Following news that TransCanada’s Keystone XL pipeline construction crew had outflanked the tree-sit blockaders, protesters say they’re more resolved to fight on — and not just in the trees.

“We’re escalating in very real ways,” Tar Sands Blockade campaign spokesperson Kim Huynh told me this afternoon. The group’s Jan. 3-8 action camp has 150-200 registered attendees, who will convene in East Texas from across the country for several days of training in community organizing, leadership, and direct action — skills that they’ll then take back to their own hometowns.

“TransCanada and Valero have offices across the country. We’ve identified certain targets,” Huynh said. But: “We’re under no illusions that direct action alone will stop this pipeline. We need a real holistic campaign, and a national, transnational movement.”

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The Keystone XL pipeline won’t live or die by one tree-sit, or even a half-dozen tree-sits. But the end of the “flagship” first protest platform is a turning point for this fledgling movement.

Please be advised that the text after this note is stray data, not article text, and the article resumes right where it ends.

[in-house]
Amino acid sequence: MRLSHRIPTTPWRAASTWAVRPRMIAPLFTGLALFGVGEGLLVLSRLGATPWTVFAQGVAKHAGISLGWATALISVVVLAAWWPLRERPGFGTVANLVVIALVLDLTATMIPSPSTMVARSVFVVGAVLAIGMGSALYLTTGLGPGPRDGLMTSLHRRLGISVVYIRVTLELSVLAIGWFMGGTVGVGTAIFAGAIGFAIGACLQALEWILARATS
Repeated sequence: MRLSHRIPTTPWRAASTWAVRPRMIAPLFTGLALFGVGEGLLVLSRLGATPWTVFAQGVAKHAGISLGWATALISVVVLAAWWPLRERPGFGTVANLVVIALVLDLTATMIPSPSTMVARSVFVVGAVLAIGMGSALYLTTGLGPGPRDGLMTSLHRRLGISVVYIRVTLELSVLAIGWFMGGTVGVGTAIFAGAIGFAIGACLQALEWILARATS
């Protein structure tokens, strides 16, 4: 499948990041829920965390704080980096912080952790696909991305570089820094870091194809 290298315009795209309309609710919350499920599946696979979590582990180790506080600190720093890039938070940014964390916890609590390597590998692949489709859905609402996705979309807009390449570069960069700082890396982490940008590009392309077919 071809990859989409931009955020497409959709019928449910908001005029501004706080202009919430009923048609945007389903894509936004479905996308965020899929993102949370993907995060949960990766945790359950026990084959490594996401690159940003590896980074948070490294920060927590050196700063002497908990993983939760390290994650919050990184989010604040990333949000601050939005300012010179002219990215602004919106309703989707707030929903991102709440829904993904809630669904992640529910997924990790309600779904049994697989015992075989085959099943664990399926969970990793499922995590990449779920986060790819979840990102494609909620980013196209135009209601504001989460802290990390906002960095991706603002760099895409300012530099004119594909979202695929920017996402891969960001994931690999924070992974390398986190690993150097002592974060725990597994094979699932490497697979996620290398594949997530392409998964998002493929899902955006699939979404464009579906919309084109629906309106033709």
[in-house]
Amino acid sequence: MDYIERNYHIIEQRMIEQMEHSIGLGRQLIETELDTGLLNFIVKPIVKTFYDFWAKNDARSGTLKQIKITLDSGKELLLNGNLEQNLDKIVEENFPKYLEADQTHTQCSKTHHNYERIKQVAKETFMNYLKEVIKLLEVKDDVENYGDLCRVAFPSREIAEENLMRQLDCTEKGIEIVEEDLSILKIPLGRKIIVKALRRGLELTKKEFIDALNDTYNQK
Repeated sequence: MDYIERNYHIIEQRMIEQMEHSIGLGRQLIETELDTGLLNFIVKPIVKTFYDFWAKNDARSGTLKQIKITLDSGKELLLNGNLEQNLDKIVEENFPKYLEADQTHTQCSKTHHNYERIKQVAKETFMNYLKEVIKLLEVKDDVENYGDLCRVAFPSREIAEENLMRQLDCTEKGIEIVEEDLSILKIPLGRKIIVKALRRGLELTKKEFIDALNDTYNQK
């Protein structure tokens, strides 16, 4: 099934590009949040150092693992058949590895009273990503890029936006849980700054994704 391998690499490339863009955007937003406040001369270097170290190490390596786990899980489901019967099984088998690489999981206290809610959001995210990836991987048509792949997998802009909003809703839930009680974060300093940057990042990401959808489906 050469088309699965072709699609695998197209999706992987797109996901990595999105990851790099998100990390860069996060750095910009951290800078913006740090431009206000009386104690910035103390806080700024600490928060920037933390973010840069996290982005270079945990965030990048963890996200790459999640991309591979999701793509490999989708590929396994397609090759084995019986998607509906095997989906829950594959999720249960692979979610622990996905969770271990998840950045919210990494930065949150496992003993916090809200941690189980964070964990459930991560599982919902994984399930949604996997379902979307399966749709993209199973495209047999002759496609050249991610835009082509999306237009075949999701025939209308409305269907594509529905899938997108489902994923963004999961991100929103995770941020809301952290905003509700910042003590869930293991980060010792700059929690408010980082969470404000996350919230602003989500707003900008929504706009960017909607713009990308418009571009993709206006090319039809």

TransCanada had previously said the pipeline route was firmly set in stone, but it’s a multinational oil company and those guys aren’t exactly known for their honesty. The blockaders say they won’t be outflanked again, if they can help it.

“I think we are learning lessons all the time. I can assure you we are doing our best to not make the same mistakes,” said Huynh.

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The tree-sit blockade is but one part of the East Texas pipeline resistance. Today landowner Michael Bishop and TransCanada were in court again in the matter of TransCanada totally lying to Bishop about the tar-sands oil it would be pumping across his land. The judge suggested both parties prepare arguments for the case to be kicked up to a higher court with jurisdiction over land rights.

“TransCanada may think they can keep delaying while their construction crews destroy my land, but they won’t shake me off so easily,” Bishop said in a statement.

If the case goes forward, the law might end up being a more effective pipeline blockade than protesters chained to construction equipment getting pepper-sprayed in the face (though the latter may be great for the PR war).

The law is really, really not susceptible to being pepper-sprayed in the face.